Moto Media

Harry Everts - Legend

Alan H: Born in Maaseik, Belgium, Harry Everts won the 1975 F.I.M. 250cc world championship as a member of the Puch factory racing team. After a period with Bultaco he signed with the Suzuki factory team and won three consecutive 125cc Motocross World Championships between 1979 and 1981.  Harry was a member of the Belgian teams which won the Motocross des Nations in 1976 and 1979. He is the father of former ten-time motocross world champion, Stefan Everts, who is now Director of Motocross at KTM.

FIM President Vito Ippolito presents Harry Everts at the FIM Awards in Monte Carlo.  Image courtesy of the FIM.

The father of Stefan and Grandfather of Liam, Harry is very much in a good place in life.

Harry is one of the most popular people in the Grand Prix paddock; always happy with a big smile and a joke, the former 125cc and 250cc Motocross Champion can sit back and be very happy with his family life and experiences from the past.

Still very much interested in helping young riders he is also excited that his grandson Liam is enjoying riding Motocross and improving at an alarming rate. Everts also conducts riding schools in Spain, for not only young kids, but also GP riders.

We caught up to Harry Everts and asked him about the recent success of Team Belgium, and also about why the GP riders now seem stronger than their American rivals.

"At the moment for me Belgium is the strongest,” Everts said. "But at the MXoN this year America had some bad luck, although so did Belgium. But it seems like the European riders are now stronger than the last few years. I mean look at Ryan Dungey, he was so disappointed in Lommel last year and I am sure again this year he was disappointed. I think at the moment the GP riders are stronger (than the American riders).”

Everyone is looking for answers to why the European riders once again dominated the American riders, for the second year running at the Motocross of Nations, although Everts feels he knows why.

"Why is that? good question, and it is difficult to say. When the tracks are getting more and more difficult, with a lot of rough sections, it seems easier for the European riders. When I spoke to Ken Roczen’s father he said in America the tracks are wide open, also in practice during the week, then they go to the races and again the tracks are wide open. Then they (American riders) come to Europe and the tracks are not wide open. A guy like Roczen, after two or three days he knows how to do it again, and the tracks are more difficult than the American tracks. In Germany this year I was at the back of the track, and there were deep, deep lines, big holes and you could see the AMA guys had big problems.”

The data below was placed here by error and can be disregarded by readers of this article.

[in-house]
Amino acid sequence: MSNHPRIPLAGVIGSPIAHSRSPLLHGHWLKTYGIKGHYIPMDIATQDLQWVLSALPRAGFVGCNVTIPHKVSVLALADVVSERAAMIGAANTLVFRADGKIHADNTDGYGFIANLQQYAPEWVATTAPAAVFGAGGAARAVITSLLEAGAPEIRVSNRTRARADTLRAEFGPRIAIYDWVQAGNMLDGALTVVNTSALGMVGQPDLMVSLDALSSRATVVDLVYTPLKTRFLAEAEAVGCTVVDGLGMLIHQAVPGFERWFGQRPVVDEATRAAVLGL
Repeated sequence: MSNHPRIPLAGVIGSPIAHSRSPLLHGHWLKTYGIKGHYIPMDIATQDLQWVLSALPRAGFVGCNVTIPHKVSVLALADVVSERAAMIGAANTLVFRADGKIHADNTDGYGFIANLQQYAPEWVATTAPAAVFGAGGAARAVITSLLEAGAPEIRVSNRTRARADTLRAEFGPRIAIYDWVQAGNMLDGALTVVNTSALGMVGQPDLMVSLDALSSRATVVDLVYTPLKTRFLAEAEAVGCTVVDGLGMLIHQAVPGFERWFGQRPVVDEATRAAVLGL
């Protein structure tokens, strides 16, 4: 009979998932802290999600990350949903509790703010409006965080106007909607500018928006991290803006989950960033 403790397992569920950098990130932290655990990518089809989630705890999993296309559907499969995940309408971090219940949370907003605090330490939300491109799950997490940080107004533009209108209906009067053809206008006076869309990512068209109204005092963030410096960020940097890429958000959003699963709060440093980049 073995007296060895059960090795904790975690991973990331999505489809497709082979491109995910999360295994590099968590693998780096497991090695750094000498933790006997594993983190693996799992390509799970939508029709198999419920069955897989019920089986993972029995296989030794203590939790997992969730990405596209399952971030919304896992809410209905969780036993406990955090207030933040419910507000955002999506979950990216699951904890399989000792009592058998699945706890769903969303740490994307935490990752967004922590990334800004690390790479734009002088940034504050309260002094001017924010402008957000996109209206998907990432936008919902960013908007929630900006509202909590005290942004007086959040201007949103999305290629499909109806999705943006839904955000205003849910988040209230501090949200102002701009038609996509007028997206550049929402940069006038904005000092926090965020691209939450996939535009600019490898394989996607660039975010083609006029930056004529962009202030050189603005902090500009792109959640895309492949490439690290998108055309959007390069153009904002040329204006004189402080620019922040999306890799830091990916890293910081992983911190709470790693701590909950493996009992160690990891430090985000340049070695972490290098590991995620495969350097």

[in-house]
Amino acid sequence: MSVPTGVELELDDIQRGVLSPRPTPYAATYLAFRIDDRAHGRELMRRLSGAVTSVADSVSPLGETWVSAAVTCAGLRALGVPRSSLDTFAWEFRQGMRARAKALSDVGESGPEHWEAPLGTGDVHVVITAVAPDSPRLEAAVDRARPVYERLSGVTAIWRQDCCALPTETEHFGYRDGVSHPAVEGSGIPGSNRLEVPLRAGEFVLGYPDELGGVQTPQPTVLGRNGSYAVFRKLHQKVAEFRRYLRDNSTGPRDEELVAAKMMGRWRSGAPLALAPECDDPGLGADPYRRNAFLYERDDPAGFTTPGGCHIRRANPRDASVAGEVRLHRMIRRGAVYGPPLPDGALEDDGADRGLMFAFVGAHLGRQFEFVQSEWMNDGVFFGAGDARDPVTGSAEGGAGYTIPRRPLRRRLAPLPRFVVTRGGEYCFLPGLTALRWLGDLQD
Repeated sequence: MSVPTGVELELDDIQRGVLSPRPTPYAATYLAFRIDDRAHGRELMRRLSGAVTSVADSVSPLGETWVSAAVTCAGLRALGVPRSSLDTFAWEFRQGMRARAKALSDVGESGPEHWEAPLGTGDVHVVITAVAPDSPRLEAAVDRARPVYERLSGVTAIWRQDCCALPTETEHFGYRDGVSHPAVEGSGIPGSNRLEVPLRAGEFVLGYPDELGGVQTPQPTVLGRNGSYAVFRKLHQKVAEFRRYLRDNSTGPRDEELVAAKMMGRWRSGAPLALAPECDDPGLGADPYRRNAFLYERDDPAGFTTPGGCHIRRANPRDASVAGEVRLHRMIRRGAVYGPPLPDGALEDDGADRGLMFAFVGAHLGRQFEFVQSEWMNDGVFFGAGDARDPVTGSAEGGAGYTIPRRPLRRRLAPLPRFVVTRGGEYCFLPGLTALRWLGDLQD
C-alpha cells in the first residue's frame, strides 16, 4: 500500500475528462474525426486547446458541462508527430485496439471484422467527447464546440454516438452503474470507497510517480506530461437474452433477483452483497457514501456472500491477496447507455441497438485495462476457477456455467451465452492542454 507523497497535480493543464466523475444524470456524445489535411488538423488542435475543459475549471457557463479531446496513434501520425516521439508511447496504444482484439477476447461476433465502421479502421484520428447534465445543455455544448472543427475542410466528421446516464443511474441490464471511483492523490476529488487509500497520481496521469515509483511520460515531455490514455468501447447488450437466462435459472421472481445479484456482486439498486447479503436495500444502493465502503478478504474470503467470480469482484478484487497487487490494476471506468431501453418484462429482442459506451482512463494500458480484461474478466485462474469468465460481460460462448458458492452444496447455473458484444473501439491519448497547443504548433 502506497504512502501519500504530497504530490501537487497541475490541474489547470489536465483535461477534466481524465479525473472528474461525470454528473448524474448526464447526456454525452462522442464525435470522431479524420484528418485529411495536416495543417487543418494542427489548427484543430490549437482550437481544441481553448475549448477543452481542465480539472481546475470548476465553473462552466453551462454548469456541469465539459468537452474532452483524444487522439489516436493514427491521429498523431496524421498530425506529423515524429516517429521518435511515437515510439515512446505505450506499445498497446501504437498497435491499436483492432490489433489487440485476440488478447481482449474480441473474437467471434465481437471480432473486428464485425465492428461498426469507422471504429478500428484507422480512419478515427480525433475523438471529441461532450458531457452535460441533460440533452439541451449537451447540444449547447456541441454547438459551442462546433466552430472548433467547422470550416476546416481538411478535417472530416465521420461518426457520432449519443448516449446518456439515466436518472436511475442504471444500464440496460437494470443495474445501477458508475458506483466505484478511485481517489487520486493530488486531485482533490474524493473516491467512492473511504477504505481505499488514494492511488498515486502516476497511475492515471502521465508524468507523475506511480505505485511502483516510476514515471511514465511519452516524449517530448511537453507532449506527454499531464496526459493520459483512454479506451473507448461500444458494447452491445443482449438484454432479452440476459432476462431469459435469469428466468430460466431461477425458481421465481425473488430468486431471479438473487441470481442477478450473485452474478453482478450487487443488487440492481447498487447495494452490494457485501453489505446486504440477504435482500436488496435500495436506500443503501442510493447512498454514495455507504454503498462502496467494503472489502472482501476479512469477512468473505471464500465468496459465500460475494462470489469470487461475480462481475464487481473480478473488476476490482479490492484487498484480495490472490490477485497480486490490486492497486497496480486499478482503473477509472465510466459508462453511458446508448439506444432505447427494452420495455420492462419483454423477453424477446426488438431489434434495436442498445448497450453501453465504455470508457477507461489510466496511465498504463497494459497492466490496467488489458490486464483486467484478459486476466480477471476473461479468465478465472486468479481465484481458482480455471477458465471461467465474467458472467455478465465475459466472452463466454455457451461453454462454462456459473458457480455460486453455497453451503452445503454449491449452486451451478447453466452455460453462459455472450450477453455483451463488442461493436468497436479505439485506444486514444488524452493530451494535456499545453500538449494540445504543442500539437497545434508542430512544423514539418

Harry Everts will always be a proud Belgian rider, a rider who won at every level of the sport, his desire to see his fellow Belgians improve and continue to help his proud nations to more MXoN success. It was after all Harry Everts who had the misfortune of crashing in the 1981 Motocross of Nations in Lommel that cost his country victory and handed Team USA their first ever win in the MXoN.

Postscript from Alan H: 
Harry conducted a 2-day training school in NZ on the 7th and 8th of November 2006 - after Taupo's Labour weekend International Extravaganza - well remembered because Stefan Everts and Joel Smets both wernt down in the holeshot of the first race. 

Harry's training was 'underwritten' by Russell Burling who was then Mr SsangYong and MNZ. 

The training was a two day affair - one day at Taupo's Digger McEwen and the next at Rotorua.   At Rotorua it was on steep ground and by the end of the day Harry was limping noticeably.

I innocently said to him; "Have you hurt your foot?'  

To which he replied; "No I had Polio!" and lifted his trouser to show a withered lower leg.   "That is why I always stand on the motorcycle and if it was good enough for me to win then that's why Stefan always stood."

Cringe moment and to cover my embarrassment I said; "There was lots of Polio     around when I was a kid, in fact our neighbour could only walk with crutches!"                        A mud roosted Harry at Rot.
                                                                                                                                                             Photo - Alan H.

A conversation ensued and he expressed surprise that Polio had found it's way to NZ as in those days there was no aviation to help the rapid spread the disease.  I said that during the polio epidemic of 1948 children were kept home from school to prevent the disease spreading.  Harry was born in 1952.

Polio is/was a crippling and potentially deadly infectious disease caused by a virus that spreads from person to person invading the brain and spinal cord and causing paralysis. Because polio had no cure, vaccination is the best way to protect oneself and the only way to stop the disease from spreading. In the late 1940s to the early 1950s people died. In the United States alone, polio crippled around 35,000 people each year making it one of the most feared diseases of the twentieth century.